Access versus Meaning: The Yin and Yang of Dissemination and Discussion

The narrowing divide in eHealth technology across population groups, as a result of the declining divide in Internet access and computer ownership, warrants further exploration [52]. Streaming of high quality data is reaching more underserved geographic areas, with advances in online resources and reduced cost of broadband. However, increased access does not equate to improved interpretation and application of data. Belief systems, religious and cultural values, life experiences, and group identity act as powerful filters through which information is received. Matching the cultural characteristics of communities to public health interventions, that are designed to affect individuals within the group, may enhance receptivity to, acceptance of, and salience of health information and programs. Ten factors that affect meaning from data are the following:

Local commitment to health: Short-term impacts without local involvement ("buy in") are unlikely to change cultural norms or be sustained. Cultural norms often need an injection of resources to stimulate change. The North Karelia project (a long-term community-based project in Finland to decrease cardiovascular risk factors) was successful because leadership originated within the community and provided for long-term community involvement in goal setting and strategic planning. Within the context of community, the project also provided for small-scale initiatives with focused objectives, further contributing to its success [53].

Social Capital – building trust and the structural mechanisms that shape community norms:

Measuring and mapping existing social networks is a critical step in building the kinds of supportive and productive relationships encapsulated in the term ‘social capital’ [54]. Social networks are a necessary condition for social capital that forms a powerful pattern of connectivity as a tool for evidence-based policy and practice.

Sustainability: Interventions must parallel the resources available to sustain them [55]. Often the "gold standard" intervention that may result in the most impressive outcome is not sustainable over time or is too costly to implement beyond the pilot stage.

Target Populations: Decisions must be made as to whether an intervention is influencing the identified target group. Generally, those with the most limited resources for a healthy lifestyle are at the highest risk, requiring greater investment.

User Data: The Internet is all about people; however, ultimately humans know much more about friends and family than any computer ever could. Computers are quantitative, juxtaposing human interaction, which is qualitative. As such, computer programming is currently limited in that it is unable to sufficiently consider motivations, humanity, and situational contexts.

Curation: The importance of curation (collecting and sorting content) and hashtags as a means to aggregate content is becoming crucial to our economy, especially advertising. By aggregating users’ interest, parties are able to dissect what individuals really discuss on these sites. eHealth can therefore utilize this trend by using the data to enhance their user web publishing, and incorporating content that is relevant to users today. Rather than sifting through RSS readers, which collects news from various websites and provide news updates from a website in a simple form for your computer, Twitter feeds and news sites, curation provides information quickly in snapshots of viewer’s opinions and discussions. Curation is only going to explode in popularity as the public-seeks more efficient solutions.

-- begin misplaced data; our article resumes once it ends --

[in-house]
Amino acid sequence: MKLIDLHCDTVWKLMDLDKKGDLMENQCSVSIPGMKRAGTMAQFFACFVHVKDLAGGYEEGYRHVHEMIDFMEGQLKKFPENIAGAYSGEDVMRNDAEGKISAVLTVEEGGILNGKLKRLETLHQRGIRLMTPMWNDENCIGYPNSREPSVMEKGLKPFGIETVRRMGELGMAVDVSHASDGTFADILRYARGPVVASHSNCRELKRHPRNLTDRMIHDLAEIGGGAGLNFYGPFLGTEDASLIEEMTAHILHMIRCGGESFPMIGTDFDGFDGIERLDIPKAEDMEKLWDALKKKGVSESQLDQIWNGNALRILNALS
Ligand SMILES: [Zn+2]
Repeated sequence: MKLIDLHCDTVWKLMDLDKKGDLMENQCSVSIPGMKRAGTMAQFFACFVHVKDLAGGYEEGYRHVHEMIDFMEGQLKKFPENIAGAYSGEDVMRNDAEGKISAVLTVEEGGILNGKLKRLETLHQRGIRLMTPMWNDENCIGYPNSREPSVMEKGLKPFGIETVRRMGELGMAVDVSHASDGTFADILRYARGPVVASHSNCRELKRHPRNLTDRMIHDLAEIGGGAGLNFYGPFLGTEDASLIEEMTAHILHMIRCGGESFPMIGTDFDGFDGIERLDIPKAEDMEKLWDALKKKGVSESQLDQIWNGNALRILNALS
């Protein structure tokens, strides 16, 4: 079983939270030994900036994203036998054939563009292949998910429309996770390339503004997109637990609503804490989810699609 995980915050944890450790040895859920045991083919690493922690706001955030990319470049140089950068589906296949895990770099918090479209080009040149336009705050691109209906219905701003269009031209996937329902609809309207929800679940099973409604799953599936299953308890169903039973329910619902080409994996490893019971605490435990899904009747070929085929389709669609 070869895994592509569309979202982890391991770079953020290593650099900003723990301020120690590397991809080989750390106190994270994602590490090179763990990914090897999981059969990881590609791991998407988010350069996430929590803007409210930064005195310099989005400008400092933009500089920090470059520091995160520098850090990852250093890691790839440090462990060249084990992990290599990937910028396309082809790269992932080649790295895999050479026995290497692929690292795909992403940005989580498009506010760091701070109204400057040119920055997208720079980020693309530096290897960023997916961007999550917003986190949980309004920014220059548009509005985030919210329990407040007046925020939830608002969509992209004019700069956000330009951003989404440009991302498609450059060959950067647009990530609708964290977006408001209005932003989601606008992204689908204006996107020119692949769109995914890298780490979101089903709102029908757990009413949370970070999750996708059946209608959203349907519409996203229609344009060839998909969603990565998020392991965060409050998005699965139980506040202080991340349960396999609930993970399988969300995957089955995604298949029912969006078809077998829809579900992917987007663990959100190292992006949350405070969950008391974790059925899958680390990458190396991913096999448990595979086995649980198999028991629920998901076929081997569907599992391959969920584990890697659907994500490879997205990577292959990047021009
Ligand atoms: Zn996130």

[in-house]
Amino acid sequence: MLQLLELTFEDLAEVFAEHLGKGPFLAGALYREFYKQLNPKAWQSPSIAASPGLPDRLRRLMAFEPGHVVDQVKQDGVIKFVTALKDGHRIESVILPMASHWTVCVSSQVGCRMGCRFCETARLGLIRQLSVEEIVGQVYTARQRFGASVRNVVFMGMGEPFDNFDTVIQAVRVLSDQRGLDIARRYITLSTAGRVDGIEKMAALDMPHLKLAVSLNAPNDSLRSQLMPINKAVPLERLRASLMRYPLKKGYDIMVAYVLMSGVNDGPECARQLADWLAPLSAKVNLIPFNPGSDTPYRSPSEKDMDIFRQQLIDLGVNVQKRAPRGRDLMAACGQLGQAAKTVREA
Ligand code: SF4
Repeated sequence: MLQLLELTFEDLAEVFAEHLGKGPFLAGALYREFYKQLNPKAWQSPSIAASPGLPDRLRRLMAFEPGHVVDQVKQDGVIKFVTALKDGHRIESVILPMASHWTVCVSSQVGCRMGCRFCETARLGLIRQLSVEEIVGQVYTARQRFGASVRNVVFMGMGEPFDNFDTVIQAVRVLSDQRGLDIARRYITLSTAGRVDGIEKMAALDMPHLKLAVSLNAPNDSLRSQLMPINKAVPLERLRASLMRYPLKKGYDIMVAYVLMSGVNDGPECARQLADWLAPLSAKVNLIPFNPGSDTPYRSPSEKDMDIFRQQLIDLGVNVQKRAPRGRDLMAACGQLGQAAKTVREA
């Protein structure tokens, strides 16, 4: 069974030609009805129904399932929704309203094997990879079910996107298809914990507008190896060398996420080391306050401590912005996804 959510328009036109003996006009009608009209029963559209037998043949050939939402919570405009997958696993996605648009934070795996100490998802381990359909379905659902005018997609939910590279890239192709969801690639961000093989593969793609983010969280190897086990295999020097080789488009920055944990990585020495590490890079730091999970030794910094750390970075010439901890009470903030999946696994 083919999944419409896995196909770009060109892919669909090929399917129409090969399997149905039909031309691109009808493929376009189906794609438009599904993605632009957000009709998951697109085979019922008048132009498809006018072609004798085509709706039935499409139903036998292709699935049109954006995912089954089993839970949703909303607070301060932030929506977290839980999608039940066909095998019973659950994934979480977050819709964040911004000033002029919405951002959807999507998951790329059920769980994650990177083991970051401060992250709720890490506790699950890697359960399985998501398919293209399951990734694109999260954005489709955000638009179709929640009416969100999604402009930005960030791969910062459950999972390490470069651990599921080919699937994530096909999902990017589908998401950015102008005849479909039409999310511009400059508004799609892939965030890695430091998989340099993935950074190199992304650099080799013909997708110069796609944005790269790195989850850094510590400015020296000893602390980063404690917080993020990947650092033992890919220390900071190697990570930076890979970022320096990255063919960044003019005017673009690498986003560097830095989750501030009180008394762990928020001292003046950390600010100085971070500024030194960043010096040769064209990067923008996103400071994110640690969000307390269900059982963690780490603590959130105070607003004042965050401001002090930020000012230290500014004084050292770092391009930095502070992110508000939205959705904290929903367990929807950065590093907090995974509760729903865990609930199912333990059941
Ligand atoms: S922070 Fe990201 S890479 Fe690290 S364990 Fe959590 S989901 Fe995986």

Trusted sources: There is a great need for an established site, in good rapport, to rapidly test innovations in community health and in turn distribute the evidence, with hopes that successes can be replicated in multiple communities. In order to do so, policies would have to be shaped to provide individual ownership of personal data, while offering individuals and communities the ability to opt in to release their data to technology vendors and entrepreneurs.

Engagement/Conversation/attention span – what people want to know versus what others want them to know: Creating opportunities for community members to come together, deliberate, and take action collectively to address problems or issues that members themselves define as important, is critical so citizens themselves can decide what is appropriate and/ or needed. Therefore, meaningful use of the health domain by laypersons will require laypersons to become institutional in website conception and their view of credibility becomes more significant throughout development.

Economy: With an expected, but unprecedented, reduction in public sector spending, and a new culture of localism and co-production, community members will be expected to assume greater responsibility for what happens in their communities. It seems clear that neighborhood websites can play a role in fashioning these new relationships, providing transparent, informative spaces where issues are raised and, whenever possible, local solutions are found.

The dimensions of the network: Build community storage systems for multi-source integrated health data, including genomics, proteomics, sensors, lab data, pharmaceutical prescriptions, environmental data, social media data and non-obvious health data that will emerge as we learn to improve community health. Use regional partnerships between major clinical institutions, systems biology institutes and communities with consumers and patients learning to improve population and individual health.

A Model of Integration for community engagement